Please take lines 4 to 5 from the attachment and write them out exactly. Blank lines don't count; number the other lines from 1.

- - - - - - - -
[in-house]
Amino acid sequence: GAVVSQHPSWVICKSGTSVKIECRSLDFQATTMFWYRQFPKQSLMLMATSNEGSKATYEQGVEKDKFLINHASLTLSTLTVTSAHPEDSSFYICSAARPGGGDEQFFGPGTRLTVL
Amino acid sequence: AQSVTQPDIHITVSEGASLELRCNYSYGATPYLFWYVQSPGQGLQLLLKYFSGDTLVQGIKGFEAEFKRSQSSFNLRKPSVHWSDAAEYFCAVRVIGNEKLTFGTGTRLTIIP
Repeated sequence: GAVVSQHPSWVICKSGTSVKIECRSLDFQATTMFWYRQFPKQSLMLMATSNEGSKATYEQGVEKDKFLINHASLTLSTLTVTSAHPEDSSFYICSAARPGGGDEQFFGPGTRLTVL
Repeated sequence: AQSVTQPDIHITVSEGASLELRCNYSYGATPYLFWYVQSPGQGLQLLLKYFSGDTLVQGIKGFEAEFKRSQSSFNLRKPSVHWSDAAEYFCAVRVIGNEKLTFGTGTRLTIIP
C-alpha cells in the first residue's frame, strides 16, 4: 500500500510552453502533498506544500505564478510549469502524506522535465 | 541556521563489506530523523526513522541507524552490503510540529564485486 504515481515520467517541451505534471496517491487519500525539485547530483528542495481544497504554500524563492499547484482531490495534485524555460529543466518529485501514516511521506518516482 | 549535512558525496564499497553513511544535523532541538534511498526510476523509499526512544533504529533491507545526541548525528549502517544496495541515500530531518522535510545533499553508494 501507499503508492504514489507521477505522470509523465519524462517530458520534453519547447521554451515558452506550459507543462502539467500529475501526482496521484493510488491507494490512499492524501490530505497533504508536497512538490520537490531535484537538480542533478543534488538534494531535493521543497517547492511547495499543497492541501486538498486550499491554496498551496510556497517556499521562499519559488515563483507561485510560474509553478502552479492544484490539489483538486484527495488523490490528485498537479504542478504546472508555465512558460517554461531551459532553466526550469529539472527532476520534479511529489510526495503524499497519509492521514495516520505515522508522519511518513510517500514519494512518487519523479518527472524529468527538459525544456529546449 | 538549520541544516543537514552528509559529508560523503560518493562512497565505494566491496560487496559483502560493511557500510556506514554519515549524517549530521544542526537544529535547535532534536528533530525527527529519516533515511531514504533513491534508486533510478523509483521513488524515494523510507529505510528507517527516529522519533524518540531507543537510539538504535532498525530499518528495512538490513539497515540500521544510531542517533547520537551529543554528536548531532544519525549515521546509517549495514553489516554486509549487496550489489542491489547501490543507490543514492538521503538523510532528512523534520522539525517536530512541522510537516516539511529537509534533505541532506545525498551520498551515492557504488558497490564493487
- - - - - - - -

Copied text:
Repeated sequence: GAVVSQHPSWVICKSGTSVKIECRSLDFQATTMFWYRQFPKQSLMLMATSNEGSKATYEQGVEKDKFLINHASLTLSTLTVTSAHPEDSSFYICSAARPGGGDEQFFGPGTRLTVL
Repeated sequence: AQSVTQPDIHITVSEGASLELRCNYSYGATPYLFWYVQSPGQGLQLLLKYFSGDTLVQGIKGFEAEFKRSQSSFNLRKPSVHWSDAAEYFCAVRVIGNEKLTFGTGTRLTIIP